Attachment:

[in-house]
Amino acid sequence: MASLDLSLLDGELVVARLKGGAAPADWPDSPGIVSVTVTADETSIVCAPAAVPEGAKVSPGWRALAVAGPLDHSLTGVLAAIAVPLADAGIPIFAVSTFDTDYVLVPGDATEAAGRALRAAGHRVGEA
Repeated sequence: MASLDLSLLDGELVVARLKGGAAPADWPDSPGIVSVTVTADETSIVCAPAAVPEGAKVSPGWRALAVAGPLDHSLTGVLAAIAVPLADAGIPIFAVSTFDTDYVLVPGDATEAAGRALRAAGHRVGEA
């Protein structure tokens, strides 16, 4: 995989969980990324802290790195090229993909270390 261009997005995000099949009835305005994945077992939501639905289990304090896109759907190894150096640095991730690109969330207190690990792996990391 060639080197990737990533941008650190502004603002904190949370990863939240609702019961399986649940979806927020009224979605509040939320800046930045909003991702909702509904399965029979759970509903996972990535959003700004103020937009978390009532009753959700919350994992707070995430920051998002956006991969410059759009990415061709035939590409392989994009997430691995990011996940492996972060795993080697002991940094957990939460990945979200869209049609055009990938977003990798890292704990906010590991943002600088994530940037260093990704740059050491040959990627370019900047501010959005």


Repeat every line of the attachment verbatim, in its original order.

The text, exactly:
[in-house]
Amino acid sequence: MASLDLSLLDGELVVARLKGGAAPADWPDSPGIVSVTVTADETSIVCAPAAVPEGAKVSPGWRALAVAGPLDHSLTGVLAAIAVPLADAGIPIFAVSTFDTDYVLVPGDATEAAGRALRAAGHRVGEA
Repeated sequence: MASLDLSLLDGELVVARLKGGAAPADWPDSPGIVSVTVTADETSIVCAPAAVPEGAKVSPGWRALAVAGPLDHSLTGVLAAIAVPLADAGIPIFAVSTFDTDYVLVPGDATEAAGRALRAAGHRVGEA
């Protein structure tokens, strides 16, 4: 995989969980990324802290790195090229993909270390 261009997005995000099949009835305005994945077992939501639905289990304090896109759907190894150096640095991730690109969330207190690990792996990391 060639080197990737990533941008650190502004603002904190949370990863939240609702019961399986649940979806927020009224979605509040939320800046930045909003991702909702509904399965029979759970509903996972990535959003700004103020937009978390009532009753959700919350994992707070995430920051998002956006991969410059759009990415061709035939590409392989994009997430691995990011996940492996972060795993080697002991940094957990939460990945979200869209049609055009990938977003990798890292704990906010590991943002600088994530940037260093990704740059050491040959990627370019900047501010959005």